Investigators at the Translational Genomics Research Institute (TGen) announced a link between the brain protein KIBRA and Alzheimer's disease, a discovery that could lead to promising new treatments for this memory-robbing disorder.
The new discovery builds on a previous TGen-led study published in the journal Science, which showed a genetic link between KIBRA and memory in healthy adults.
In the new study, TGen researchers found that carriers of a memory-enhancing flavor of the KIBRA gene had a 25 percent lower risk of developing Alzheimer's disease.
The findings were reported September 13 in the online edition of Neurobiology of Aging, a Philadelphia-based peer-review journal that generally focuses on how aging affects the nervous system.
"This research suggests that KIBRA, and possibly some of the proteins with which it interacts, may play a role in Alzheimer's disease,'' said Dr. Matthew Huentelman, an investigator in TGen's Neurogenomics Division and the paper's senior author.
The critical difference found in KIBRA, a protein so named because it is commonly found in the kidneys and brain, was that those individuals with the T-allele gene were less likely to develop Alzheimer's than those with the C-allele. Alleles are those genetic markers – A, C, G or T – that determine such inherited traits as eye and hair color, or susceptibility to disease.
"We are now beginning to dig deeper regarding the genetic sequence of KIBRA in individuals carrying, and not carrying, the T-allele. We believe this variation causes a potential lifelong difference in the total levels of KIBRA in the brain, and that this may influence one's risk for Alzheimer's," said Huentelman, who led a team that worked with several Arizona institutions, as well as other national and international universities and research institutions.
Dr. Eric Reiman, clinical director of TGen's Neurogenomics Division and executive director of the Banner Alzheimer's Institute, said, "This study suggests a link between the inherited genes involved in normal human memory and the predisposition to Alzheimer's disease.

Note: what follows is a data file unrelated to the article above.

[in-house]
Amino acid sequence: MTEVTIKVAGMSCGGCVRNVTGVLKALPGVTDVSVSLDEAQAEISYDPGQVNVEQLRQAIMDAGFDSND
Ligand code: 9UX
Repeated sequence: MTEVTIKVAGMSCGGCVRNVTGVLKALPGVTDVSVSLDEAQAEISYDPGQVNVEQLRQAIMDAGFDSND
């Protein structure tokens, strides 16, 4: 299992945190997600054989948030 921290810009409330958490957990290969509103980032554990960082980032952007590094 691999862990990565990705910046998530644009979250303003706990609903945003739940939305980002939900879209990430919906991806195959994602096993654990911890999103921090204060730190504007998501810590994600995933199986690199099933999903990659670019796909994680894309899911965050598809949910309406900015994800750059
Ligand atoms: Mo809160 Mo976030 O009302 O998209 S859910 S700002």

"It provides promising new targets at which to aim new treatments to stave off Alzheimer's and improve memory," said Reiman, who also is director of the Arizona Alzheimer's Consortium and a contributor to the study.
The findings announced today are built on a 2006 study led by collaborative teams from Arizona and Zurich, Switzerland, and published in the journal Science. That pioneering TGen research revealed a link between KIBRA and memory, in which healthy adults with the KIBRA T-allele performed better on memory tests than those without this gene.
In the most recent analysis, Huentelman's team confirmed a link between KIBRA and Alzheimer's in three different ways:
Using TGen's powerful analytic tools to find a genetic association between the KIBRA gene and Alzheimer's disease, comparing more than 1,700 living and deceased people, with and without the disorder.
Using gene expression tools to find that KIBRA, and genes for other molecules that interact with KIBRA, were significantly altered in the neurons of people who had Alzheimer's disease, but not in individuals without the disorder.
Using a brain imaging technique called positron emission tomography (PET) to find that cognitively-normal, late-middle-aged people lacking the protective T-allele gene had reduced activity in parts of the brain usually affected by Alzheimer's.